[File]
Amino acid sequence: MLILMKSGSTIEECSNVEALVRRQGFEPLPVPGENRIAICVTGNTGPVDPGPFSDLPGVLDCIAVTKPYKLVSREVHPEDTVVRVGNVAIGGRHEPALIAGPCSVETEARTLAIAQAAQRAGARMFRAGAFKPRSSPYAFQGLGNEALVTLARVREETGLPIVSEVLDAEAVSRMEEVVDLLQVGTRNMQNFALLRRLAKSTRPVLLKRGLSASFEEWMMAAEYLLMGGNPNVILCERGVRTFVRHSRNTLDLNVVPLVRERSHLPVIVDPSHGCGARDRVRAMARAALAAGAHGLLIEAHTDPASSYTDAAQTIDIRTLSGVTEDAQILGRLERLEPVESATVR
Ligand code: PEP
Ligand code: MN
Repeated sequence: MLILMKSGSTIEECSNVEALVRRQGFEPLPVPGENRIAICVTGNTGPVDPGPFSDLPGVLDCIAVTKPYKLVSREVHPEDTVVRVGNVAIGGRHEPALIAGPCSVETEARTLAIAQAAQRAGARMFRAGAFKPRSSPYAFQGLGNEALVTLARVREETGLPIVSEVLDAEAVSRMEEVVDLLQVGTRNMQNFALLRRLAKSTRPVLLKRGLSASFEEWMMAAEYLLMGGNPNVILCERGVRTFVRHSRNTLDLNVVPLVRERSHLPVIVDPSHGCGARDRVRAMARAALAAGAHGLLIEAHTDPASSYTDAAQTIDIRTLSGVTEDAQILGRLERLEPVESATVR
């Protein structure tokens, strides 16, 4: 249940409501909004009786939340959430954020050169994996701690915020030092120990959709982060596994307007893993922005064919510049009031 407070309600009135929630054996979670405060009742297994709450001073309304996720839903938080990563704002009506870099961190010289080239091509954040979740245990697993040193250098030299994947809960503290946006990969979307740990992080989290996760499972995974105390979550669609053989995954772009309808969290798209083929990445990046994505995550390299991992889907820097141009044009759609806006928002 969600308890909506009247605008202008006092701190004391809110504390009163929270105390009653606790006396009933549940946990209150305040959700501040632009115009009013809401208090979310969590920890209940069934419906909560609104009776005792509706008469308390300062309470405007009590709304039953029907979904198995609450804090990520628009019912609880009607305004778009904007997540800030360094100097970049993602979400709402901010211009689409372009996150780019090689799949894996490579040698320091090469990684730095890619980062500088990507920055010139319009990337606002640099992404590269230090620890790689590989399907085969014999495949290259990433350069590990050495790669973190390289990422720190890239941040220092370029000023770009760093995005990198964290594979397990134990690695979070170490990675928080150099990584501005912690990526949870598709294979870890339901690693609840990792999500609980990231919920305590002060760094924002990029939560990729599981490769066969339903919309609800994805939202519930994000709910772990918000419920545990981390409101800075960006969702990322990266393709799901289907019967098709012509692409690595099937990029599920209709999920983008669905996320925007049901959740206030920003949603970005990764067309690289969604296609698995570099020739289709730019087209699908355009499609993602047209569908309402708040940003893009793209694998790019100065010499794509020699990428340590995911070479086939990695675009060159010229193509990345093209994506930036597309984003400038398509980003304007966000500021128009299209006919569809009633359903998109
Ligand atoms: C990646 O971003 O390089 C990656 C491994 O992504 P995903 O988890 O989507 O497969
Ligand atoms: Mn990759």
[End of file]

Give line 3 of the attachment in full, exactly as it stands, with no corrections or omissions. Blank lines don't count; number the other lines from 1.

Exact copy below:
Ligand code: MN